Sunday, 2 July 2017

Merchant Navy Sets Sail for the Watercress Line

No less than about 3 weeks after Dinmore Manor left us for a summer down at the WSR, the magnificent Merchant Navy 35006 is also packing her bags to be one of the starring locos at the Watercress Line for their summer gala, commemorating fifty years since the end of Southern steam. By the time you read this she will have already left and arrived at her destination!

As always at the GWSR we pride ourselves on the appearance of our locos and this is certainly no different when they visit other lines - making a good impression is always at the top of the list so a plea for a willing gang of volunteers was requested for the weekend, to make her look as good as possible.
P&O sits in the yard on Friday afternoon having a scrub-up and a polish.
Injector pipes shine in the afternoon sun!
A handful of us (myself, Roy, David, Ash, and another gentleman whose name I didn't get) turned up on the Friday to start the process of beautifying this lovely southern engine - cleaning the frames, springs, wheels, and rods... anything that was dirty. I took to the Brasso and set about polishing up quite a bit of the copper pipework on the outside - and there is an awful lot of it on this engine, in comparison to her GWR stablemates.

A work in progress
Ash arrived a little later in the afternoon and set about polishing the outside of the boiler. 

Ash polishes the boiler

One of the jobs that needs to be done prior to transportation is the splitting of the tender from the engine. The draw bar on this engine about 6 feet long - at the tender end of the bar sits a very large nut which Chris had slackened off in preparation. To get to the connection on the engine side, an access panel on the cab floor needs to be lifted up - once done, this is what you are greeted with:

The top of the pin that forms the connection between tender and engine
This long and heavy pin had been thoughtfully made to include a convenient lifting eye which makes removal so much easier. I looped some string through it whilst Chris went underneath the loco and prepared to hammer away at the bottom of the pin so that it could be freed.


It's important to take the weight of the pin whilst freeing it up, especially when it starts to move as there's a danger it could fall back down into its original position, meaning you have to start all over again - not ideal for a heavy and slightly awkward job. Once completely free, it's a good idea to move it to the one side as soon as it comes out to stop it from falling down the hole from whence it came.


Pin out and safely moved to one side

This short period of being out of action in readiness for transportation also gives the department a chance to fix any small issues that have arisen since being in service - in particular, the front damper handle assembly had come apart and was in need of some careful disassembly to make sure nothing fell out into the deepest depths of P&O's inner workings never to be seen again... namely, a small grub screw used to keep the collar fixed in position.

The damper handle in question

The first job was to remove the four nuts from the studs that hold the bracket down, being careful to keep everything in the same orientation as when it was removed.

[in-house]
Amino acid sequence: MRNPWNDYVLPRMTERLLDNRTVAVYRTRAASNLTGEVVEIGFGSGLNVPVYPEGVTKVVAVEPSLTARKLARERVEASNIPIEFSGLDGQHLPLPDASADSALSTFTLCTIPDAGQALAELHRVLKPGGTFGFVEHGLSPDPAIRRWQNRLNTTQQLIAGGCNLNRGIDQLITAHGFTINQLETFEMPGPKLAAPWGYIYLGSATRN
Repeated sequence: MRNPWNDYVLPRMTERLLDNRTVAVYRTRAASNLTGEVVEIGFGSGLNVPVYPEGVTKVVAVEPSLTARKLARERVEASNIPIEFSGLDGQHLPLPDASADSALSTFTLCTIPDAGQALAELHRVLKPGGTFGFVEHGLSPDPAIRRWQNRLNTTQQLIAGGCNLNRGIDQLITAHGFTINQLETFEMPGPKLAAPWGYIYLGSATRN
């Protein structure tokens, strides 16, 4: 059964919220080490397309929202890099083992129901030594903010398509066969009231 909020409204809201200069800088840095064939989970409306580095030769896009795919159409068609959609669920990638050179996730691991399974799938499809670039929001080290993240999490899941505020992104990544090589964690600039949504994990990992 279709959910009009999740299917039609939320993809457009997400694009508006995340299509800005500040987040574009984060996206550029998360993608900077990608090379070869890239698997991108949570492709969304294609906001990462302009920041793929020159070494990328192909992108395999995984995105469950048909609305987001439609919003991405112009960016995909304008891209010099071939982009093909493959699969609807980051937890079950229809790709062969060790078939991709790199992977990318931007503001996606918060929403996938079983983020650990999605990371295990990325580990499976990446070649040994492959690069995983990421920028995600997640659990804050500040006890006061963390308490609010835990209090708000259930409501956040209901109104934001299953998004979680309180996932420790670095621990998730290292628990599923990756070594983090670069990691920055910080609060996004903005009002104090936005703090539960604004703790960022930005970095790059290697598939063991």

With instructions from Andrew Marshall, one of the main engineers behind P&O,  Chris and I set about taking it all apart. With the brackets removed it was possible, with some assistance underneath to push up the damper door, to unscrew the handle from the shaft, revealing the collar underneath.
 
Handle off, it was time to locate the grub screw
Feeling confident that we hadn't heard anything drop, we started to hunt for the grub screw - only, it was nowhere to be seen. It was not on the cab floor, nor was it buried in the grease on the collar. On closer inspection of the collar, to our surprise there was no provision for a grub screw anywhere on it! So, it was time for a clean-up of the collar in preparation to have a grub screw fitted over the next few days before she went away to the Mid Hants. 

Is your collar as clean as this one?
On Saturday, work continued on sorting out various small jobs...

P&O looking fantastic on Saturday
Photo by Dan Wigg

The ash pan was cleaned out, as was the smoke box, and the boiler was drained which was completed by Dan and Chris S. In the workshop, some axle box packers were being machined up ready for when the loco is transported on the HGV.

On Wednesday it was time the big move from Toddington to Alresford, a journey of roughly 95 miles or so. It was quite a tense move for all involved, this being the first time that the loco has been out of Toddington since its restoration began in 1983.

P&O sat happily in the Mid Hants yard after her big trip
Photo by Dan Wigg
As always though, the move went well and P&O can currently be seen running alongside an impressive lineup of locos at the Summer Gala.


35006 at the Mid Hants Summer Gala, commemorating 50 years since the end of Southern Steam.
34052 Lord Dowding (Battle of Britain Class) can be seen in the background
Photo by Dan Wigg

If you'd like an opportunity to see P&O for yourself scampering on the 10 miles of the Watercress Line, the gala continues this weekend of the 8th and 9th of July.

Meanwhile at Toddington, there have been preparations to get more of the shed floor cleaned, sealed and painted after much of it had been concreted over the last couple of years.